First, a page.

FIN7504 Risk Management

(Formerly Managing Financial and Corporate Risk)
3 Elective Credits

Risk management has risen to a new pre-eminence with firms being exposed to an ever-increasing range of risks. The reasons for this rise, and the techniques and instruments used by risk managers, are the subjects of this course. The course will first cover the concept of Enterprise Risk Management (ERM) and then analyze the key financial tools used in risk management, such as futures and options. Students will then use their knowledge to manage risk optimally and alter the risk/return characteristics of corporations. The course will apply these tools to risk management cases to cover a whole set of different sectors (airlines, automobiles, IT, etc.). The course will also go into some of the most pressing risks of our time, namely: climate change; diversity, equity and inclusion (DE&I); and cybersecurity, as well as risks related to Mergers & Acquisitions (M&A) and executive compensation.

Prerequisites: FIN7200 or FIN7800

  • Program: Graduate
  • Division: Finance
  • Level: MSF Core (Grad),Graduate Elective (Grad)
  • Course Number: FIN7504
  • Number of Credits: 3

HUM4612 Rome: Origins of Democracy, Imperialism and Human Rights

4 Advanced Liberal Arts Credits

At a moment when democracy is contested around the globe, why not return to the source?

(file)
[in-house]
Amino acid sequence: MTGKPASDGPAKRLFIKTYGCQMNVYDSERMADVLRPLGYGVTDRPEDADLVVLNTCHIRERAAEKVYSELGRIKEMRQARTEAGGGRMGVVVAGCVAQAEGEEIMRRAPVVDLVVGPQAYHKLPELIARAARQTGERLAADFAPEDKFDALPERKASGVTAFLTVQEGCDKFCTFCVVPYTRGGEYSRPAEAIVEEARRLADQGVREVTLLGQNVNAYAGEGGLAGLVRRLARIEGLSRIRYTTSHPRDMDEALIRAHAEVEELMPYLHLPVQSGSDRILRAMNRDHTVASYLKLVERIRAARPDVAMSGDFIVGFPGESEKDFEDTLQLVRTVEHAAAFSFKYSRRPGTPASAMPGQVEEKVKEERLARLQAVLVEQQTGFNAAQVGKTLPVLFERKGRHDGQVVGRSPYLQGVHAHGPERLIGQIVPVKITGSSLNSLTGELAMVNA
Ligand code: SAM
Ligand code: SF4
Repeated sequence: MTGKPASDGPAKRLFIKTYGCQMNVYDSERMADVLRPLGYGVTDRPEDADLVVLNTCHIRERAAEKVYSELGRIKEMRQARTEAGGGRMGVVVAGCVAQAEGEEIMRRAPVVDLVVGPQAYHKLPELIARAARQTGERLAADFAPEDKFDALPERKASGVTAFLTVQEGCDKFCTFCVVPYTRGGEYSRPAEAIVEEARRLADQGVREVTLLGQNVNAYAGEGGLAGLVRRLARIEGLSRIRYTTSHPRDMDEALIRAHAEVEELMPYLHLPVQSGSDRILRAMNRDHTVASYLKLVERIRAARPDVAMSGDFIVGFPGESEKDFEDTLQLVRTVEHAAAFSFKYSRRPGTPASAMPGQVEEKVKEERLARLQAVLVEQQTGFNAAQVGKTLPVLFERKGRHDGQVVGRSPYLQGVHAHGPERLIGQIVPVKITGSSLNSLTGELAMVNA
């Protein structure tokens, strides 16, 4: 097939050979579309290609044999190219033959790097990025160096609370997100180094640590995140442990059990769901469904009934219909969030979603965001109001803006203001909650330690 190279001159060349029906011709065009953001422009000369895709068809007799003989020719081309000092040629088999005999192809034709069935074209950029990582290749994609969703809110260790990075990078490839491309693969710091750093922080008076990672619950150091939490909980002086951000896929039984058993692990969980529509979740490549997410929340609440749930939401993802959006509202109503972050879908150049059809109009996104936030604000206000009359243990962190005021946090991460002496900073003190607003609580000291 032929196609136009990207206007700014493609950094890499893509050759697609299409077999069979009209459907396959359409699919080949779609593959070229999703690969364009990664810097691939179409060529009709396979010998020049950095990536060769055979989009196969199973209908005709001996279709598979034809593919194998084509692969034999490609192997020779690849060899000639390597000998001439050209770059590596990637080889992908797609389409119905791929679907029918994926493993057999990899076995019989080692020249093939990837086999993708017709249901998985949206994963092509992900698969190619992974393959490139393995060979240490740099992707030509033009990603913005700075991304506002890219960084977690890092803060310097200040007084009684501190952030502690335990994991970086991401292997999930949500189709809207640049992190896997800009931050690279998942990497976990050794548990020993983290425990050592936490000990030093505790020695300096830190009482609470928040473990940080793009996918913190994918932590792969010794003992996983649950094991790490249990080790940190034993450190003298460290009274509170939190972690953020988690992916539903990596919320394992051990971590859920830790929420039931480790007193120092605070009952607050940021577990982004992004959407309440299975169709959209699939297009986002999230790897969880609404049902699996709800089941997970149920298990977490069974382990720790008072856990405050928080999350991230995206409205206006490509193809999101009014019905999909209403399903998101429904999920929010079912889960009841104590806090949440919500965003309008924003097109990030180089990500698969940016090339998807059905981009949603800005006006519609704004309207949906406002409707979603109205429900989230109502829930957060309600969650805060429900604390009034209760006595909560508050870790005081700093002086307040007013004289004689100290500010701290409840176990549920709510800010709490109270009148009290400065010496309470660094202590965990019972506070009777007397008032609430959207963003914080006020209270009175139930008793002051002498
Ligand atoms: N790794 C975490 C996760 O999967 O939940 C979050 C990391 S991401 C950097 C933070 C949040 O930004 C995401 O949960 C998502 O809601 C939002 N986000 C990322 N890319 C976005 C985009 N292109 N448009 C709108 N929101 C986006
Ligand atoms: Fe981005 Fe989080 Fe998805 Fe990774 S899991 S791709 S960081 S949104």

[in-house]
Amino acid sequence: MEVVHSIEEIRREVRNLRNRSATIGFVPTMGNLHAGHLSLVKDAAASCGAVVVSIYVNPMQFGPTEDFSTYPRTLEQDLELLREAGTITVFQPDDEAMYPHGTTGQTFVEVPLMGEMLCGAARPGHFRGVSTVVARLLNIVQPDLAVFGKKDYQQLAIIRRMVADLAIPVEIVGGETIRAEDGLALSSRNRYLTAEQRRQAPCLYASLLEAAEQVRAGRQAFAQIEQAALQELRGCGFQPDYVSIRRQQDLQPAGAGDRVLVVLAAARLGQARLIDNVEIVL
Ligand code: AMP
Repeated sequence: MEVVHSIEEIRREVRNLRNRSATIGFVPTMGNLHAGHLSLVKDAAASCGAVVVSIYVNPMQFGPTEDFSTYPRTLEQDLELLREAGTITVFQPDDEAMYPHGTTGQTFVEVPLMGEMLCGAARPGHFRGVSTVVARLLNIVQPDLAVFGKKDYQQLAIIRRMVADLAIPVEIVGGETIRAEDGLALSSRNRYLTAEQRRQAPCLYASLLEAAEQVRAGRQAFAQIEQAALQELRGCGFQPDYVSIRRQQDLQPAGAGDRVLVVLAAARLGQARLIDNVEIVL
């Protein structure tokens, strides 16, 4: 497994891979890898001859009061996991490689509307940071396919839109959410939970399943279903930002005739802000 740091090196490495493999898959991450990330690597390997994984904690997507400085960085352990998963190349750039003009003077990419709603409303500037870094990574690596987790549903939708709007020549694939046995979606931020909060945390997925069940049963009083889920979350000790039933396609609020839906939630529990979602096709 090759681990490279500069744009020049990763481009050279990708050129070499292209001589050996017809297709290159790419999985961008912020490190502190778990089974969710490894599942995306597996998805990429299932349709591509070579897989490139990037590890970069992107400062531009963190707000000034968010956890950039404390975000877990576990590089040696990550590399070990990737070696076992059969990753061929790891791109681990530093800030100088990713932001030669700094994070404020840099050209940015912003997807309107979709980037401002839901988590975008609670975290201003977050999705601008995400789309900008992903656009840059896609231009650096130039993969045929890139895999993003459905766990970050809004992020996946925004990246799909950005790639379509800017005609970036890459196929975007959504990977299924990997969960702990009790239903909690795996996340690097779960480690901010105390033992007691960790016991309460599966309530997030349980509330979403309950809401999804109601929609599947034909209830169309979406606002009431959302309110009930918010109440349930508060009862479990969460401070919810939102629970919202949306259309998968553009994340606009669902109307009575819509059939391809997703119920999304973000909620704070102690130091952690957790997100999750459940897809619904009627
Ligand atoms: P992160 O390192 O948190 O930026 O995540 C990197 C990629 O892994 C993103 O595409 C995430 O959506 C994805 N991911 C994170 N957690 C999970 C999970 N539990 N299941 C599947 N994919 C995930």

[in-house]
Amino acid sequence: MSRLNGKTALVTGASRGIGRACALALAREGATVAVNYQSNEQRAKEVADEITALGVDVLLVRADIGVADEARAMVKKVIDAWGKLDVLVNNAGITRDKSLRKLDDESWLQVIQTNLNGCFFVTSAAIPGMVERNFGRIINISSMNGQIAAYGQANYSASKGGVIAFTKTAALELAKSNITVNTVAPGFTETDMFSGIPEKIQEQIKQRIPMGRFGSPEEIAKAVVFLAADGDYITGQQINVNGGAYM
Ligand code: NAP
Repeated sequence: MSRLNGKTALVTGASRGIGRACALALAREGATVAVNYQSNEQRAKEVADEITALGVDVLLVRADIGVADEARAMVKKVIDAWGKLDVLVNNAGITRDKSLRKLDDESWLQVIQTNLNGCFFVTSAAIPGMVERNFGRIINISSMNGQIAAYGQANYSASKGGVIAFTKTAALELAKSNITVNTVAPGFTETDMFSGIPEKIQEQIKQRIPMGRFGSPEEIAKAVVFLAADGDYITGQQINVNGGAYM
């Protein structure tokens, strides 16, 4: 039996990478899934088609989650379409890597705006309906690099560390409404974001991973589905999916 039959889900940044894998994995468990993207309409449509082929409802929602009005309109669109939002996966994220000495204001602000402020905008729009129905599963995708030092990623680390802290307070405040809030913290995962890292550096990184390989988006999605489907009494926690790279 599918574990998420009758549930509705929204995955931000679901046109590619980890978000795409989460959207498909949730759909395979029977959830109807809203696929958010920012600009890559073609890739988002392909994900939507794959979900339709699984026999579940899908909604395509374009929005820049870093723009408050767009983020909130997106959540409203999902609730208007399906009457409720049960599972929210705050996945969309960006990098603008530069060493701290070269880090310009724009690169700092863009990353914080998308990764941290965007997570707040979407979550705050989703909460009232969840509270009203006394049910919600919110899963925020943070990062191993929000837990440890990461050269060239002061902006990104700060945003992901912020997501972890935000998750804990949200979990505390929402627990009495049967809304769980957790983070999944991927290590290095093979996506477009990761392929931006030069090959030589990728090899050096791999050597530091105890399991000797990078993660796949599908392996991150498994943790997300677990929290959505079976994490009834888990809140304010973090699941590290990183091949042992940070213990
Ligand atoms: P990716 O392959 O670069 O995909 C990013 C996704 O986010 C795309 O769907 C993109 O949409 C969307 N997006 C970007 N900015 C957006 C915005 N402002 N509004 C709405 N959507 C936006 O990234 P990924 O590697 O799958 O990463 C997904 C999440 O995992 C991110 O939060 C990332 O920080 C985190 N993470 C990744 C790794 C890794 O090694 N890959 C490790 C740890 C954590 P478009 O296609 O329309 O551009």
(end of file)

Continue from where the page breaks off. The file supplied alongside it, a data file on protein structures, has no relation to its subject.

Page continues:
This course invites students to revisit the origins of democracy through interdisciplinary study-philosophy, political theory, history, literature-in Rome, one of the places where it all started (at least for the western world). Significantly, this city/state was also one of the first empires, meaning that the Romans explored, conquered or colonized, and ruled and exploited other geographic territories. This course studies the original principles, processes, and representations of democracy from 1st century Rome, while also considering its role as an empire and linking both to human rights in their modern form.

If democracy aspires to equality and freedom, imperialism is its foil, a centuries-long program of conquest, racial and cultural superiority, and ongoing economic exploitation. Some might argue that the tension between them is precisely responsible for current global social, political, and economic challenges. Paradoxically-or not?-the two are deeply intertwined, and both inform the language and practice of contemporary human rights (for the better and for the worse, alas). Examining their earliest aspirations and most significant historical failures where they actually happened will help us to address the current problem of migration and asylum seeking in Europe as a limit to the "human" envisioned by human rights.